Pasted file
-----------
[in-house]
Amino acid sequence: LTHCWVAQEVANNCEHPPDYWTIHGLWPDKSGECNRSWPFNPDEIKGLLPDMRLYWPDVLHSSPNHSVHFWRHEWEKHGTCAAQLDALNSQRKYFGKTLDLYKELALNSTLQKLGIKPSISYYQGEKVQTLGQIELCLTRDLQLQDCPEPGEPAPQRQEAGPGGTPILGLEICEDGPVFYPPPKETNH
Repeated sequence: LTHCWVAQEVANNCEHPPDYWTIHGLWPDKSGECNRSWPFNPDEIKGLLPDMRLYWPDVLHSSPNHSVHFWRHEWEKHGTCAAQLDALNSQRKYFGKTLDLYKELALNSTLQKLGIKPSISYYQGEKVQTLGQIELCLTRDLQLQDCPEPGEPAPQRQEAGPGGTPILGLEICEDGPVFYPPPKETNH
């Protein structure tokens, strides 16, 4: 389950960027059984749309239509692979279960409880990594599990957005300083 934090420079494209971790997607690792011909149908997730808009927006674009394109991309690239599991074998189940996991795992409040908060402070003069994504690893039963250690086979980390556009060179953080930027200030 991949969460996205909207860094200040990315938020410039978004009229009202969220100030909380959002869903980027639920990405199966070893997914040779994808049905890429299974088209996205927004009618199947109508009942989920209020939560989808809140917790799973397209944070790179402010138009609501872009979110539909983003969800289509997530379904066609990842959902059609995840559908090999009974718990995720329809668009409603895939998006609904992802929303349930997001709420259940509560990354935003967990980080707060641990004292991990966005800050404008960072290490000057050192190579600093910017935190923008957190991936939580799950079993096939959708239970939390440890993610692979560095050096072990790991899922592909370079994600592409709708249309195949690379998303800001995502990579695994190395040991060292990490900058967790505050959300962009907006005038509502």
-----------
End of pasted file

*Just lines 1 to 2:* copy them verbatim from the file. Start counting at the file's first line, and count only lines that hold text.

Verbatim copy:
[in-house]
Amino acid sequence: LTHCWVAQEVANNCEHPPDYWTIHGLWPDKSGECNRSWPFNPDEIKGLLPDMRLYWPDVLHSSPNHSVHFWRHEWEKHGTCAAQLDALNSQRKYFGKTLDLYKELALNSTLQKLGIKPSISYYQGEKVQTLGQIELCLTRDLQLQDCPEPGEPAPQRQEAGPGGTPILGLEICEDGPVFYPPPKETNH